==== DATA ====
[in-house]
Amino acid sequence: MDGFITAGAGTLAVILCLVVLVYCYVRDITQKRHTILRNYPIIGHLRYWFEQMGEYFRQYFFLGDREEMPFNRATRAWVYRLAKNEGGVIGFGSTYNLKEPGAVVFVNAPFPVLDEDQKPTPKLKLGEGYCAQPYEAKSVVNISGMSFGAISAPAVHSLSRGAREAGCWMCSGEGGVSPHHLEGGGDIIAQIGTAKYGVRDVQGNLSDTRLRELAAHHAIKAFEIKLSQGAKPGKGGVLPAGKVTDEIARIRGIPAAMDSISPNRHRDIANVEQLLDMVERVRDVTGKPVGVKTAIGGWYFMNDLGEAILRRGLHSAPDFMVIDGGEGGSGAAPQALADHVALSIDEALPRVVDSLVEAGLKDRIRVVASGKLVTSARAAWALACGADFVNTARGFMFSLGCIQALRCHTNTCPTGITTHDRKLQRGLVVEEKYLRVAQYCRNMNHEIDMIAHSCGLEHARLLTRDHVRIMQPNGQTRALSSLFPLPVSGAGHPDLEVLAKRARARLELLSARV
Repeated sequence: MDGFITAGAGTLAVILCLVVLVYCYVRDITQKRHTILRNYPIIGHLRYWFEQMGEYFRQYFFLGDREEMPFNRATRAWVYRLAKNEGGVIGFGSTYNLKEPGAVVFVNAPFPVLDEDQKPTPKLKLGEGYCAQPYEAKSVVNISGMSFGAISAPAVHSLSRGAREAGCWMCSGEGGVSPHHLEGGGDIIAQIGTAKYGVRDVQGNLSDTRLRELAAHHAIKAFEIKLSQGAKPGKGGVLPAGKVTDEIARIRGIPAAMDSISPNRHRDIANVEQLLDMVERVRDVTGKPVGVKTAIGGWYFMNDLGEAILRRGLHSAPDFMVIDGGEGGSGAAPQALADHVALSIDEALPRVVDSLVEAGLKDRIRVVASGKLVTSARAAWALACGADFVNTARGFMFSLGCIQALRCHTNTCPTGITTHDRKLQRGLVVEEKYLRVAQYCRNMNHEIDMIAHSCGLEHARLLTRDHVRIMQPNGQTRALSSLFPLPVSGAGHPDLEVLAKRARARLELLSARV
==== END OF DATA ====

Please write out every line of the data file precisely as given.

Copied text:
[in-house]
Amino acid sequence: MDGFITAGAGTLAVILCLVVLVYCYVRDITQKRHTILRNYPIIGHLRYWFEQMGEYFRQYFFLGDREEMPFNRATRAWVYRLAKNEGGVIGFGSTYNLKEPGAVVFVNAPFPVLDEDQKPTPKLKLGEGYCAQPYEAKSVVNISGMSFGAISAPAVHSLSRGAREAGCWMCSGEGGVSPHHLEGGGDIIAQIGTAKYGVRDVQGNLSDTRLRELAAHHAIKAFEIKLSQGAKPGKGGVLPAGKVTDEIARIRGIPAAMDSISPNRHRDIANVEQLLDMVERVRDVTGKPVGVKTAIGGWYFMNDLGEAILRRGLHSAPDFMVIDGGEGGSGAAPQALADHVALSIDEALPRVVDSLVEAGLKDRIRVVASGKLVTSARAAWALACGADFVNTARGFMFSLGCIQALRCHTNTCPTGITTHDRKLQRGLVVEEKYLRVAQYCRNMNHEIDMIAHSCGLEHARLLTRDHVRIMQPNGQTRALSSLFPLPVSGAGHPDLEVLAKRARARLELLSARV
Repeated sequence: MDGFITAGAGTLAVILCLVVLVYCYVRDITQKRHTILRNYPIIGHLRYWFEQMGEYFRQYFFLGDREEMPFNRATRAWVYRLAKNEGGVIGFGSTYNLKEPGAVVFVNAPFPVLDEDQKPTPKLKLGEGYCAQPYEAKSVVNISGMSFGAISAPAVHSLSRGAREAGCWMCSGEGGVSPHHLEGGGDIIAQIGTAKYGVRDVQGNLSDTRLRELAAHHAIKAFEIKLSQGAKPGKGGVLPAGKVTDEIARIRGIPAAMDSISPNRHRDIANVEQLLDMVERVRDVTGKPVGVKTAIGGWYFMNDLGEAILRRGLHSAPDFMVIDGGEGGSGAAPQALADHVALSIDEALPRVVDSLVEAGLKDRIRVVASGKLVTSARAAWALACGADFVNTARGFMFSLGCIQALRCHTNTCPTGITTHDRKLQRGLVVEEKYLRVAQYCRNMNHEIDMIAHSCGLEHARLLTRDHVRIMQPNGQTRALSSLFPLPVSGAGHPDLEVLAKRARARLELLSARV